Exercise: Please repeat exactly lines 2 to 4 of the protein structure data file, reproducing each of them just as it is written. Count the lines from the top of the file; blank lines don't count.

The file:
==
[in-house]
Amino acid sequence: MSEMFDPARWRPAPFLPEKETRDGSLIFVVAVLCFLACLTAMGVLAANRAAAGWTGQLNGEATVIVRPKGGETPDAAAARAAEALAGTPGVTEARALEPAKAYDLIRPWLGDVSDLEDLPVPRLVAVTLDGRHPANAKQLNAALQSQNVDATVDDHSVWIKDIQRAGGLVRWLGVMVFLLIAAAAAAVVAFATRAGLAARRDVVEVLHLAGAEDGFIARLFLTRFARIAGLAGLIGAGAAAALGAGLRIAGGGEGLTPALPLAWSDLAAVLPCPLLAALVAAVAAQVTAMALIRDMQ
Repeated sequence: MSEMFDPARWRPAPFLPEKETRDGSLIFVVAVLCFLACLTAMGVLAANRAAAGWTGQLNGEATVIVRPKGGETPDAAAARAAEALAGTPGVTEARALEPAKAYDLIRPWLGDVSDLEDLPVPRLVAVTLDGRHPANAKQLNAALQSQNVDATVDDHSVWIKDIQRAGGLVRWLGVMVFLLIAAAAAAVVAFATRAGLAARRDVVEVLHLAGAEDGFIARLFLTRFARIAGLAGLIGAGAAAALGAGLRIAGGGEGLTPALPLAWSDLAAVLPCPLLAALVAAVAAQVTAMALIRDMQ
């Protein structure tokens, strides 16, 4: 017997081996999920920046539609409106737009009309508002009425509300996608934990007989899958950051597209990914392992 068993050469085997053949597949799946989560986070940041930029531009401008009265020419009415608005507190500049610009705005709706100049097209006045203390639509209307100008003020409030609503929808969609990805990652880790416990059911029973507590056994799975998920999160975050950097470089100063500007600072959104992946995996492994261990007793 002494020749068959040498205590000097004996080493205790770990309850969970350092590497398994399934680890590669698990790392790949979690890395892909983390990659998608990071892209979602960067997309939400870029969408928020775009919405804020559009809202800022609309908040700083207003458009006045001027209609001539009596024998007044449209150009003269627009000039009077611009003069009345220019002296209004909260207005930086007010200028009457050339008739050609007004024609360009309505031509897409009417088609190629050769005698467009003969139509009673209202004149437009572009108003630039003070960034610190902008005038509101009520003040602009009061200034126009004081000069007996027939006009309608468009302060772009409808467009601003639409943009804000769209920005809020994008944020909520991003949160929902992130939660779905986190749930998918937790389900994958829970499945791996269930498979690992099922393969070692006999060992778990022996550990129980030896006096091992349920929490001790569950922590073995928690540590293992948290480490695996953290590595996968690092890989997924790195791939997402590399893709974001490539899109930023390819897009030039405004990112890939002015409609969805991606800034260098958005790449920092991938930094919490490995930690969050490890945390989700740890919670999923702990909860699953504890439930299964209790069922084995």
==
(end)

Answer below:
Amino acid sequence: MSEMFDPARWRPAPFLPEKETRDGSLIFVVAVLCFLACLTAMGVLAANRAAAGWTGQLNGEATVIVRPKGGETPDAAAARAAEALAGTPGVTEARALEPAKAYDLIRPWLGDVSDLEDLPVPRLVAVTLDGRHPANAKQLNAALQSQNVDATVDDHSVWIKDIQRAGGLVRWLGVMVFLLIAAAAAAVVAFATRAGLAARRDVVEVLHLAGAEDGFIARLFLTRFARIAGLAGLIGAGAAAALGAGLRIAGGGEGLTPALPLAWSDLAAVLPCPLLAALVAAVAAQVTAMALIRDMQ
Repeated sequence: MSEMFDPARWRPAPFLPEKETRDGSLIFVVAVLCFLACLTAMGVLAANRAAAGWTGQLNGEATVIVRPKGGETPDAAAARAAEALAGTPGVTEARALEPAKAYDLIRPWLGDVSDLEDLPVPRLVAVTLDGRHPANAKQLNAALQSQNVDATVDDHSVWIKDIQRAGGLVRWLGVMVFLLIAAAAAAVVAFATRAGLAARRDVVEVLHLAGAEDGFIARLFLTRFARIAGLAGLIGAGAAAALGAGLRIAGGGEGLTPALPLAWSDLAAVLPCPLLAALVAAVAAQVTAMALIRDMQ
């Protein structure tokens, strides 16, 4: 017997081996999920920046539609409106737009009309508002009425509300996608934990007989899958950051597209990914392992 068993050469085997053949597949799946989560986070940041930029531009401008009265020419009415608005507190500049610009705005709706100049097209006045203390639509209307100008003020409030609503929808969609990805990652880790416990059911029973507590056994799975998920999160975050950097470089100063500007600072959104992946995996492994261990007793 002494020749068959040498205590000097004996080493205790770990309850969970350092590497398994399934680890590669698990790392790949979690890395892909983390990659998608990071892209979602960067997309939400870029969408928020775009919405804020559009809202800022609309908040700083207003458009006045001027209609001539009596024998007044449209150009003269627009000039009077611009003069009345220019002296209004909260207005930086007010200028009457050339008739050609007004024609360009309505031509897409009417088609190629050769005698467009003969139509009673209202004149437009572009108003630039003070960034610190902008005038509101009520003040602009009061200034126009004081000069007996027939006009309608468009302060772009409808467009601003639409943009804000769209920005809020994008944020909520991003949160929902992130939660779905986190749930998918937790389900994958829970499945791996269930498979690992099922393969070692006999060992778990022996550990129980030896006096091992349920929490001790569950922590073995928690540590293992948290480490695996953290590595996968690092890989997924790195791939997402590399893709974001490539899109930023390819897009030039405004990112890939002015409609969805991606800034260098958005790449920092991938930094919490490995930690969050490890945390989700740890919670999923702990909860699953504890439930299964209790069922084995």